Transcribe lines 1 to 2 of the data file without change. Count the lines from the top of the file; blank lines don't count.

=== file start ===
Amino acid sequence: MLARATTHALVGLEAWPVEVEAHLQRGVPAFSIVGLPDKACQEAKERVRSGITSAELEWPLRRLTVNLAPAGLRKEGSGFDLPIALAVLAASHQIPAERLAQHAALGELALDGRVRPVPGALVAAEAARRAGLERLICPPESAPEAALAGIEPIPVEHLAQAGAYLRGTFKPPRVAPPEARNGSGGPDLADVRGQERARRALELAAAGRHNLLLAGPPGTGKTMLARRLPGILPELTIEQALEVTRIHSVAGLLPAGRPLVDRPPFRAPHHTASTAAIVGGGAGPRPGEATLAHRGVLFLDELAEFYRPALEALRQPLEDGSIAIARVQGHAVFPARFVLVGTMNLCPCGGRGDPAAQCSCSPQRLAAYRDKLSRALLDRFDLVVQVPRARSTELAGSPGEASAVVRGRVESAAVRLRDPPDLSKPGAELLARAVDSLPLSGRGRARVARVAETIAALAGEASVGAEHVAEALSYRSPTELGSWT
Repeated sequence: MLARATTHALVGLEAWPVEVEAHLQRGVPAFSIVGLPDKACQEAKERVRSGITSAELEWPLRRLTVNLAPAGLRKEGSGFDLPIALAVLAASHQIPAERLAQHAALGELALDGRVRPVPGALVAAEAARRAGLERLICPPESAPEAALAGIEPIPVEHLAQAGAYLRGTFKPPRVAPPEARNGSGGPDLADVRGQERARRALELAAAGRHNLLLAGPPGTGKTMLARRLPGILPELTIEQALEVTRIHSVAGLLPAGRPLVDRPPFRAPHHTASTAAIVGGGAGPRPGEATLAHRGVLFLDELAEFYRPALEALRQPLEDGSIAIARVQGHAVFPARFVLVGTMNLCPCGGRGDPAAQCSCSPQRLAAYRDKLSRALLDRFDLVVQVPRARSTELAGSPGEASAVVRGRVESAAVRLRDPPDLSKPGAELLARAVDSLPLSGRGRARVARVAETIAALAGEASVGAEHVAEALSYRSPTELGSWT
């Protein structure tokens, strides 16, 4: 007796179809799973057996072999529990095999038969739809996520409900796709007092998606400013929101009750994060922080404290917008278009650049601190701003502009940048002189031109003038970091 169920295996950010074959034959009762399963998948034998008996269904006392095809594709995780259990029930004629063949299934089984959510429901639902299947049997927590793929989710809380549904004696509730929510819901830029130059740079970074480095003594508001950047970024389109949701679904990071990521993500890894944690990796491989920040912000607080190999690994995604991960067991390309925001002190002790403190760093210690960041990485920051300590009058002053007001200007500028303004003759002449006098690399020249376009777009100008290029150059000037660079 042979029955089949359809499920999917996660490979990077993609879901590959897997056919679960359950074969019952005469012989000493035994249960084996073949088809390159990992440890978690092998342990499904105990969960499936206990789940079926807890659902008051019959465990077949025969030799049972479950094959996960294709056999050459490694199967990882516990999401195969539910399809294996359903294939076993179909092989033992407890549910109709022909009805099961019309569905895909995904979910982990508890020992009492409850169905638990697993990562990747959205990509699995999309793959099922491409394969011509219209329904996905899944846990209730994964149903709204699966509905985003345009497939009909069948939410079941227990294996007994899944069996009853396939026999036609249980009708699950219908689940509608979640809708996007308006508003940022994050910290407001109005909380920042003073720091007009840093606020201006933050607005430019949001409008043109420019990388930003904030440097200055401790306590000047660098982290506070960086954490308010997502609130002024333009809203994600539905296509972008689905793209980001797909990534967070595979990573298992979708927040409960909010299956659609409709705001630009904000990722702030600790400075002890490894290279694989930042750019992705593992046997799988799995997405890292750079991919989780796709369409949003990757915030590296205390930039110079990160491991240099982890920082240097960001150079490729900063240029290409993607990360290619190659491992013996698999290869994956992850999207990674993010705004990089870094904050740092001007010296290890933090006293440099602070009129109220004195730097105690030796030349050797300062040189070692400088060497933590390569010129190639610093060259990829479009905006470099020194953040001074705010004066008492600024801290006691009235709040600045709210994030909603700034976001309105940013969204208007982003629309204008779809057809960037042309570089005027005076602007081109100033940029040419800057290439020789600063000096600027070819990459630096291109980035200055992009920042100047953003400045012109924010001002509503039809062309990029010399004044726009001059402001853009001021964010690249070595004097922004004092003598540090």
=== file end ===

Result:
Amino acid sequence: MLARATTHALVGLEAWPVEVEAHLQRGVPAFSIVGLPDKACQEAKERVRSGITSAELEWPLRRLTVNLAPAGLRKEGSGFDLPIALAVLAASHQIPAERLAQHAALGELALDGRVRPVPGALVAAEAARRAGLERLICPPESAPEAALAGIEPIPVEHLAQAGAYLRGTFKPPRVAPPEARNGSGGPDLADVRGQERARRALELAAAGRHNLLLAGPPGTGKTMLARRLPGILPELTIEQALEVTRIHSVAGLLPAGRPLVDRPPFRAPHHTASTAAIVGGGAGPRPGEATLAHRGVLFLDELAEFYRPALEALRQPLEDGSIAIARVQGHAVFPARFVLVGTMNLCPCGGRGDPAAQCSCSPQRLAAYRDKLSRALLDRFDLVVQVPRARSTELAGSPGEASAVVRGRVESAAVRLRDPPDLSKPGAELLARAVDSLPLSGRGRARVARVAETIAALAGEASVGAEHVAEALSYRSPTELGSWT
Repeated sequence: MLARATTHALVGLEAWPVEVEAHLQRGVPAFSIVGLPDKACQEAKERVRSGITSAELEWPLRRLTVNLAPAGLRKEGSGFDLPIALAVLAASHQIPAERLAQHAALGELALDGRVRPVPGALVAAEAARRAGLERLICPPESAPEAALAGIEPIPVEHLAQAGAYLRGTFKPPRVAPPEARNGSGGPDLADVRGQERARRALELAAAGRHNLLLAGPPGTGKTMLARRLPGILPELTIEQALEVTRIHSVAGLLPAGRPLVDRPPFRAPHHTASTAAIVGGGAGPRPGEATLAHRGVLFLDELAEFYRPALEALRQPLEDGSIAIARVQGHAVFPARFVLVGTMNLCPCGGRGDPAAQCSCSPQRLAAYRDKLSRALLDRFDLVVQVPRARSTELAGSPGEASAVVRGRVESAAVRLRDPPDLSKPGAELLARAVDSLPLSGRGRARVARVAETIAALAGEASVGAEHVAEALSYRSPTELGSWT